The uneasiness between first-generation Americans and their children or grandchildren isn't really new material. However, when it' handled with the humor and energy that Kim Wong Keltner brings to her novel The Dim Sum of All Things, it's still interesting to read about.
Dim Sum is the story of Lindsey Owyang, an unsatisfied Chinese-American twenty-something who works as a receptionist at the kind of politically correct magazine where employees are tested to ensure that they are not meat-eaters. Lindsey also lives with her grandmother, a Chinese immigrant who keeps jars of smelly ointments lying around the house, lives for her games of mahjong and regularly nibbles on chickens' feet.
Lindsey is what her brother calls a Twinkie - "yellow on the outside, but a total white girl inside." Indeed, she mostly dates white men, loves 80s pop and is mortally embarrassed by her grandmother's stinky jellies. But Keltner clearly shows that, while Lindsey has assimilated into "white" culture, she still has a twisted ethnic pride.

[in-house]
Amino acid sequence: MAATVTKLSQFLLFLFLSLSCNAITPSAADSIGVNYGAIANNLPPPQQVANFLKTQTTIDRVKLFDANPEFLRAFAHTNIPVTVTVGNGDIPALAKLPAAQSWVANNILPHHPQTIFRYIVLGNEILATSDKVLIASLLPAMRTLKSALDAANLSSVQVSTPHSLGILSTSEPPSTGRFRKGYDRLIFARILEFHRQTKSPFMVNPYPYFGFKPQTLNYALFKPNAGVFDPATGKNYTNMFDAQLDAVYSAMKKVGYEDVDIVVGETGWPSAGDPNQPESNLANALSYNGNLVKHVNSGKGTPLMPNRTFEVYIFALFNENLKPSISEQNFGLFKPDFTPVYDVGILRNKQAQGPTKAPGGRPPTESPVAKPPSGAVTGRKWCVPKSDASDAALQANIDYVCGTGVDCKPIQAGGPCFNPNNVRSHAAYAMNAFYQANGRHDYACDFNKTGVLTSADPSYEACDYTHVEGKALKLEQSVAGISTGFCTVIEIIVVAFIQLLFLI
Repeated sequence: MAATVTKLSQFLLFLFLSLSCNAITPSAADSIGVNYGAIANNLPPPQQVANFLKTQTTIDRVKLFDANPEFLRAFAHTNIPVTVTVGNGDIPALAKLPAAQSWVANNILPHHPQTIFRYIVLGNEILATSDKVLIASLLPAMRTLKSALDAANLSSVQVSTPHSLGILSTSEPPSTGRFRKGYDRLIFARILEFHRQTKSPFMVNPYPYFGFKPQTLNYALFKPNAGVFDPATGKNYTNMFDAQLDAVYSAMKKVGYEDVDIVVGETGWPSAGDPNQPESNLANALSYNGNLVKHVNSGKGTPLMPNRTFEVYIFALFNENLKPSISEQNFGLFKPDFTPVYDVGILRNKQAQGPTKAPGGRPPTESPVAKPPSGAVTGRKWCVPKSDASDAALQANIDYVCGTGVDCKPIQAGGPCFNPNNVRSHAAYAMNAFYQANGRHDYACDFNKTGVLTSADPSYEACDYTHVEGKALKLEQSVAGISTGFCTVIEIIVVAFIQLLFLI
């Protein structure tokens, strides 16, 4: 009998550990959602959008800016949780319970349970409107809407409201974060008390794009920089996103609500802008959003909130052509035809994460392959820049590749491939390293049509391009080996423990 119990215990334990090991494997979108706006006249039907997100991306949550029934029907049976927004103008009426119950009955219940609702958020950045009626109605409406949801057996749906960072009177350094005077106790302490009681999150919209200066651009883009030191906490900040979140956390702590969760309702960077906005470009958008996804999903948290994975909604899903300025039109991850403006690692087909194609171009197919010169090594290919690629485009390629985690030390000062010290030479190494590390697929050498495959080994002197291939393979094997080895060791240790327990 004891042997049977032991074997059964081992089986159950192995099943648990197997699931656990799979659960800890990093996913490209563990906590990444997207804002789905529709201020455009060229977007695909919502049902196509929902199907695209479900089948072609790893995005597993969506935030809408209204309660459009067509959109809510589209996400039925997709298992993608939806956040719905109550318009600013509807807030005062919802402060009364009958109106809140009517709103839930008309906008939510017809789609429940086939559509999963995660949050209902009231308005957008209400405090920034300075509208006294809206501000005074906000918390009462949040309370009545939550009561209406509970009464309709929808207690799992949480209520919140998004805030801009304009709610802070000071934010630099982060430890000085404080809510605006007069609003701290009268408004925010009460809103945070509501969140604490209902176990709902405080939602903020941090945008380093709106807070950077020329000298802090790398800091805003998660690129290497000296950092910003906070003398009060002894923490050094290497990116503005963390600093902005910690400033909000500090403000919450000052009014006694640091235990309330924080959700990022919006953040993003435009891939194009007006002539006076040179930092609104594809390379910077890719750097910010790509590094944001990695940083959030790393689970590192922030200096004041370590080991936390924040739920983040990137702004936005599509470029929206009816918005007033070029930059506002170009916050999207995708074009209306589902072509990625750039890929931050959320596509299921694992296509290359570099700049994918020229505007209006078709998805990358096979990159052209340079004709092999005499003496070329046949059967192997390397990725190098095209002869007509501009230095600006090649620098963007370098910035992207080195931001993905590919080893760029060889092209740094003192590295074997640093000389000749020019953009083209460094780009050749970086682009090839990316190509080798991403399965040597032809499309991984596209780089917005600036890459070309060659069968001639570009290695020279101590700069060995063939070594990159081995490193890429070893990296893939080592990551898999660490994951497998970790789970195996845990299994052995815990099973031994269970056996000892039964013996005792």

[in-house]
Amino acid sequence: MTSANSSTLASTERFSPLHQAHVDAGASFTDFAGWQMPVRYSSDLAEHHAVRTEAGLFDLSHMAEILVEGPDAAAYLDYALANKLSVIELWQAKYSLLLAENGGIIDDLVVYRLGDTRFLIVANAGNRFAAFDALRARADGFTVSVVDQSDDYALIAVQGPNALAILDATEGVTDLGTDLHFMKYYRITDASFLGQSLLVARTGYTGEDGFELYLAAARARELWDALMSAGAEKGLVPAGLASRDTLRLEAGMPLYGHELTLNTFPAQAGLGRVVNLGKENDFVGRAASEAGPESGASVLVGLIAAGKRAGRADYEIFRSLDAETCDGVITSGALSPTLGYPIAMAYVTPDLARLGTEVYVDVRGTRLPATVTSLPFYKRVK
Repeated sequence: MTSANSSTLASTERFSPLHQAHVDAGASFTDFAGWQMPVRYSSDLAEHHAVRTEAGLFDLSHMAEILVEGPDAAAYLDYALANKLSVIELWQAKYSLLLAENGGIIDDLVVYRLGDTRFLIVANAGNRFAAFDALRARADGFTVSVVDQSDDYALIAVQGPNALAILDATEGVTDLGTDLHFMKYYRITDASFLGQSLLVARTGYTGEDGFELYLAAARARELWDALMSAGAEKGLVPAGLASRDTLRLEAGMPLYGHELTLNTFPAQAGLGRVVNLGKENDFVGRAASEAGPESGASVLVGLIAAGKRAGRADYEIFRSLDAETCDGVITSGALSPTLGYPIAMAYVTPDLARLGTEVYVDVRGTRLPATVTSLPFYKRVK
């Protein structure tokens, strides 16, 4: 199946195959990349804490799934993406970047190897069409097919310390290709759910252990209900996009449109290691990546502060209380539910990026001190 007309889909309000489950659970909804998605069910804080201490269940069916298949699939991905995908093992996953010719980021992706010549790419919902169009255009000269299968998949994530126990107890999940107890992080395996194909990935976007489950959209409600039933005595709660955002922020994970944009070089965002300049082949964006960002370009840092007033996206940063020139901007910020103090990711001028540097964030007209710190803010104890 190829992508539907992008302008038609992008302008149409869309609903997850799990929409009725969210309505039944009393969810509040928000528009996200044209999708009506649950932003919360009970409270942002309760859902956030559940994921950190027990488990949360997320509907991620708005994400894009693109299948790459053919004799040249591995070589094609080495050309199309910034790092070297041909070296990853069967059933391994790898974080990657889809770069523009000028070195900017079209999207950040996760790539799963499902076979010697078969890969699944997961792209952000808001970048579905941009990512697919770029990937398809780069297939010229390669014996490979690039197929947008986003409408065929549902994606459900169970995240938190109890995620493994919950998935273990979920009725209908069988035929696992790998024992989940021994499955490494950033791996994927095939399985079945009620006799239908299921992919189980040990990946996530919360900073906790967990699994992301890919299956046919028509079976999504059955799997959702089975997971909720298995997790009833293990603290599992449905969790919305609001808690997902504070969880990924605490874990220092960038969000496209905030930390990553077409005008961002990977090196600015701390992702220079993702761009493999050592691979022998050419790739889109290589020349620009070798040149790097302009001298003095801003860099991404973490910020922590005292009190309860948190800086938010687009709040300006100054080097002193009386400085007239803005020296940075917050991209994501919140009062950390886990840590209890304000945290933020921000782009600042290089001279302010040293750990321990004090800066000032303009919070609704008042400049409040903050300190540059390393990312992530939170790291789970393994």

She's particularly wary of white guys she dubs "hoarders of all things Asian," who only date Asian-American girls and are more interested in her culture than she is. Lindsey also feels a bit of anxiety about her crush on a white co-worker, who seems to like her. But are his feelings genuine, or is he just another hoarder?
For all of the interesting questions it raises about culture and being true to your roots, Keltner's work isn't a deep book. Characters - such as a hoarder named Steve Lindsey briefly tangles with - pop up and disappear, and a conflict between Lindsey and Michael late in the book is resolved a little too quickly.
But Dim Sum is a light, breezy and engrossing read that not only raises pertinent questions, but also makes you laugh (as when Lindsey's grandmother sets her up on a blind date with a Karaoke-loving gangster). This Dim Sum may not be a hearty meal, but it is tasty.